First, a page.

A new study on women suggests that experiencing one or more stressful events the day before eating a single high-fat meal can slow the body’s metabolism, potentially contributing to weight gain.

Researchers questioned study participants about the previous day’s stressors before giving them a meal consisting of 930 calories and 60 grams of fat.

The scientists then measured their metabolic rate – how long it took the women to burn calories and fat – and took measures of blood sugar, triglycerides, insulin and the stress hormone cortisol.

On average, the women in the study who reported one or more stressors during the previous 24 hours burned 104 fewer calories than non-stressed women in the seven hours after eating the high-fat meal – a difference that could result in weight gain of almost 11 pounds in one year.

The stressed women also had higher levels of insulin, which contributes to the storage of fat.

“This means that, over time, stressors could lead to weight gain,” said Jan Kiecolt-Glaser, professor at The Ohio State University and lead author of the study.

“We know from other data that we’re more likely to eat the wrong foods when we’re stressed, and our data say that when we eat the wrong foods, weight gain becomes more likely because we are burning fewer calories.”

Previous research also has shown that people who experience stress and other mood disruptions are at higher risk of becoming overweight or obese.

This study, the researchers say, appears to illustrate at least one mechanism behind that connection.

The research is published in the journal Biological Psychiatry.

The study was conducted in 58 women whose average age is 53, and included two admissions to Ohio State’s Clincial Research Center for daylong analyses.

To regulate their food intake for 24 hours before eating the high-fat meal, researchers supplied the participants with three standardized meals on the previous day and instructed them to fast for 12 hours before reporting for their study visit.

On the day of admission, the participants completed several questionnaires to assess their depressive symptoms and physical activity and were interviewed about stressful events on the prior day.

Thirty-one women reported at least one prior day stressor on one visit and 21 reported stressors at both visits. Six women reported no stressors.

Most of the reported stressors were interpersonal in nature: arguments with co-workers or spouses, disagreements with friends, trouble with children or work-related pressures.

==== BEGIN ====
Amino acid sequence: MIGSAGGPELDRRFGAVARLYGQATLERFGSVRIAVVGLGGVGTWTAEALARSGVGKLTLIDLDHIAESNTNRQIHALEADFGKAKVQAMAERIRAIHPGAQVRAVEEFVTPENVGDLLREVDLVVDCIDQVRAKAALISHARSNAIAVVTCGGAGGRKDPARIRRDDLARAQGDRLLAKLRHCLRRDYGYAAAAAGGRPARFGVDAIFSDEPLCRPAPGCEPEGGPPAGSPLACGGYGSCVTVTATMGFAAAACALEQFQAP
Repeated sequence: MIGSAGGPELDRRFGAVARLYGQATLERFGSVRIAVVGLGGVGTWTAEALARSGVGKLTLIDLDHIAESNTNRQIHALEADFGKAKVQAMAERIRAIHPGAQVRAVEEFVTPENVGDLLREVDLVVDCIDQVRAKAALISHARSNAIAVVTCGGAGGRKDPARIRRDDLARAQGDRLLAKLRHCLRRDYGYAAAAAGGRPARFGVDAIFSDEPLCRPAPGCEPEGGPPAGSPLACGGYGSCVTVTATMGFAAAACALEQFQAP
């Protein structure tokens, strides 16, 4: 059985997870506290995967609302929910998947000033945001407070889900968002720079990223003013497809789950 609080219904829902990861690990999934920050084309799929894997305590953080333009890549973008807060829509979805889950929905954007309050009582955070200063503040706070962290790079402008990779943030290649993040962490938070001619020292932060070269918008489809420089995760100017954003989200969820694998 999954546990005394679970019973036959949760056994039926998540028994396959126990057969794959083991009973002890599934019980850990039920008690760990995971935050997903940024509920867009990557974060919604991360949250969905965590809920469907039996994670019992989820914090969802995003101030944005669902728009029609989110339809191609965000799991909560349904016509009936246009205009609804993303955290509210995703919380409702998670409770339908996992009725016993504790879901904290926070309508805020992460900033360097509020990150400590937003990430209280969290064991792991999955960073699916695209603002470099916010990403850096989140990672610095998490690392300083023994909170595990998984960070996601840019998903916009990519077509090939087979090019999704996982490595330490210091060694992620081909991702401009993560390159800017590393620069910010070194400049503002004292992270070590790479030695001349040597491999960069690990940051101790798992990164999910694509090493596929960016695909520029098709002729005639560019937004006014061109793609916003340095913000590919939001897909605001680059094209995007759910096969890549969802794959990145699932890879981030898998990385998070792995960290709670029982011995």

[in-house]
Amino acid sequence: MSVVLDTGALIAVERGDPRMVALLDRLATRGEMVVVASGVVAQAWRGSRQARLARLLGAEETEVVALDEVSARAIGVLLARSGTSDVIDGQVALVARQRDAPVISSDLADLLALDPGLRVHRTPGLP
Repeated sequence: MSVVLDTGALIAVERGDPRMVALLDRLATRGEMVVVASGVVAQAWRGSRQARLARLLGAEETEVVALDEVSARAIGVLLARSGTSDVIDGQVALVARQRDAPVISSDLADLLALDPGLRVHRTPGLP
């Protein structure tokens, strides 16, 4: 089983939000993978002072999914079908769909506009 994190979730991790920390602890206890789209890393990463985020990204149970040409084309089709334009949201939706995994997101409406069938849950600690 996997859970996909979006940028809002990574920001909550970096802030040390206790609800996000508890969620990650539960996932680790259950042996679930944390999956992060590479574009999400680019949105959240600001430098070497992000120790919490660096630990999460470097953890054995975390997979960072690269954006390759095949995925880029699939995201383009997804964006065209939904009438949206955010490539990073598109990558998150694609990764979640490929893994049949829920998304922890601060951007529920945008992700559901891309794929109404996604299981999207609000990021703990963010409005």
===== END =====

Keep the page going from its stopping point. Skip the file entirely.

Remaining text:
The research meal consisted of eggs, turkey sausage, biscuits and gravy – roughly equivalent in calories and fat to a loaded two-patty hamburger and French fries at a fast-food restaurant.

Participants were required to eat the entire meal within 20 minutes.

“This is not an extraordinary meal compared to what many of us would grab when we’re in a hurry and out getting some food,” said Kiecolt-Glaser.

The control for comparison in this randomized trial was that one meal contained saturated fat and another was high in a different kind of fat: sunflower oil containing monounsaturated fat, which is associated with a variety of health benefits.

Before the meal, participants rested for 30 minutes and their energy expenditure – or calories burned by converting food to energy – was tested during that time.

After they ate their meal, their metabolic rate was tested for 20 minutes of every hour for the next seven hours.

Researchers obtained this data by using equipment that measured inhaled and exhaled airflow of oxygen and carbon dioxide.

“By measuring the gas exchange, we can determine their metabolic rate: how much energy their body needs during the time being measured,” Belury said. “The participants burned fewer calories over the seven hours after the meal when they had a stressor in their life the day before the meal.”

Researchers also took multiple blood samples “so we could follow throughout the day what was happening metabolically after eating the high-fat meal,” Kiecolt-Glaser said.

The stressors’ effects of increasing insulin had a time element: Insulin spiked soon after the high-fat meal was consumed and then decreased to roughly match insulin levels in non-stressed women after another 90 minutes.